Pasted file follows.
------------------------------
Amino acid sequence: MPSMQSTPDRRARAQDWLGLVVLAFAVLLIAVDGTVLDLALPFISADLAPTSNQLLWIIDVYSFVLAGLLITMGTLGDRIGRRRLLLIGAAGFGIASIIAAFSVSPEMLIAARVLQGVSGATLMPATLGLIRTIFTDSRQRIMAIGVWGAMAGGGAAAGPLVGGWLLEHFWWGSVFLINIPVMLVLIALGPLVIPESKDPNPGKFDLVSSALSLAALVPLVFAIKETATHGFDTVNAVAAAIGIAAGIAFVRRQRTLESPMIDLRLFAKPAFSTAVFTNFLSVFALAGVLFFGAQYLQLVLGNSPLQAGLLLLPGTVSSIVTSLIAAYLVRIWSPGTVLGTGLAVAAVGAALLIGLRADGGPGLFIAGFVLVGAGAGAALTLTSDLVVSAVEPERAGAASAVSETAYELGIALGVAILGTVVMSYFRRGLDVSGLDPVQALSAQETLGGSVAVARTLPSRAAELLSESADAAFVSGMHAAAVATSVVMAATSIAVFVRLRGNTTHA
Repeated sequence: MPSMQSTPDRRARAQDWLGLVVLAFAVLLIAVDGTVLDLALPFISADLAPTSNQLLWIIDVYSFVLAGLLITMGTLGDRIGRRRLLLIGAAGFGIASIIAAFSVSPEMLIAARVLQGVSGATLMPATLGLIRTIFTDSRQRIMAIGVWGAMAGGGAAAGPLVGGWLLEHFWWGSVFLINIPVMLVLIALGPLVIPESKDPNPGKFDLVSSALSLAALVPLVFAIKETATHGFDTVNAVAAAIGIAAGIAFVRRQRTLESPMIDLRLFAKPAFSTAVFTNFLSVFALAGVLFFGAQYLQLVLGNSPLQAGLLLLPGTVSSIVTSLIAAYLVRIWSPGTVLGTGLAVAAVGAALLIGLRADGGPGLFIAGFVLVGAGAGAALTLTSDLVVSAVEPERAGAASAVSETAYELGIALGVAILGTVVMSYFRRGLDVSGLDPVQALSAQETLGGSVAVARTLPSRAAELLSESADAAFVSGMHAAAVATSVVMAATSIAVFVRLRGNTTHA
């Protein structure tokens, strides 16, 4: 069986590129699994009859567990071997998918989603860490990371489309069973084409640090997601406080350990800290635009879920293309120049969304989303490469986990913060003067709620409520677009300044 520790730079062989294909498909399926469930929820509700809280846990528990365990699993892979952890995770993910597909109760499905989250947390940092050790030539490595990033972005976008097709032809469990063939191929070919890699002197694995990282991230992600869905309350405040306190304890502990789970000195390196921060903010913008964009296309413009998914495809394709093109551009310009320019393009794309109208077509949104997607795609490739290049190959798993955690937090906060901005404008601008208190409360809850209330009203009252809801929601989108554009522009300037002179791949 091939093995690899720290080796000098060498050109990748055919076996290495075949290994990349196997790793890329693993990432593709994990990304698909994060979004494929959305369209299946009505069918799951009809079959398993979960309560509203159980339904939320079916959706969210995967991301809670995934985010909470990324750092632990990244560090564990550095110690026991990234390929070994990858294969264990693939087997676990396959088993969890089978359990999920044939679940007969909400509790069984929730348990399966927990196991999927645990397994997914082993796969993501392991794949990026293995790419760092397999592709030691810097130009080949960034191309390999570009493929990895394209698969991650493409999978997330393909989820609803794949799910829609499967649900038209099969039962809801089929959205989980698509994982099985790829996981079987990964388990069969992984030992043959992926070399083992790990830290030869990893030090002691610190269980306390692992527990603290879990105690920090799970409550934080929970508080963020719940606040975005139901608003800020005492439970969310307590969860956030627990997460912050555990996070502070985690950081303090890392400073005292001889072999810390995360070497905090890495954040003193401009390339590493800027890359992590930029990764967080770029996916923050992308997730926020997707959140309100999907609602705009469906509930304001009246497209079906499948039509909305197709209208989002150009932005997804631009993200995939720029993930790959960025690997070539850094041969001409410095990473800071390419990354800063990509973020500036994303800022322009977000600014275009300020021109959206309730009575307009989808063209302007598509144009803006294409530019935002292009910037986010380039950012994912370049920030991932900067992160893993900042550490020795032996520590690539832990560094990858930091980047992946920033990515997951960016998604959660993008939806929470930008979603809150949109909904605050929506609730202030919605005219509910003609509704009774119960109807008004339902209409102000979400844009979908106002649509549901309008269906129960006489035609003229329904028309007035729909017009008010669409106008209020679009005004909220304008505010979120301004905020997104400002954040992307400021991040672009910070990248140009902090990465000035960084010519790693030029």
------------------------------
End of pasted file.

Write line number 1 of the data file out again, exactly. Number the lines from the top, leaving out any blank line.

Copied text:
Amino acid sequence: MPSMQSTPDRRARAQDWLGLVVLAFAVLLIAVDGTVLDLALPFISADLAPTSNQLLWIIDVYSFVLAGLLITMGTLGDRIGRRRLLLIGAAGFGIASIIAAFSVSPEMLIAARVLQGVSGATLMPATLGLIRTIFTDSRQRIMAIGVWGAMAGGGAAAGPLVGGWLLEHFWWGSVFLINIPVMLVLIALGPLVIPESKDPNPGKFDLVSSALSLAALVPLVFAIKETATHGFDTVNAVAAAIGIAAGIAFVRRQRTLESPMIDLRLFAKPAFSTAVFTNFLSVFALAGVLFFGAQYLQLVLGNSPLQAGLLLLPGTVSSIVTSLIAAYLVRIWSPGTVLGTGLAVAAVGAALLIGLRADGGPGLFIAGFVLVGAGAGAALTLTSDLVVSAVEPERAGAASAVSETAYELGIALGVAILGTVVMSYFRRGLDVSGLDPVQALSAQETLGGSVAVARTLPSRAAELLSESADAAFVSGMHAAAVATSVVMAATSIAVFVRLRGNTTHA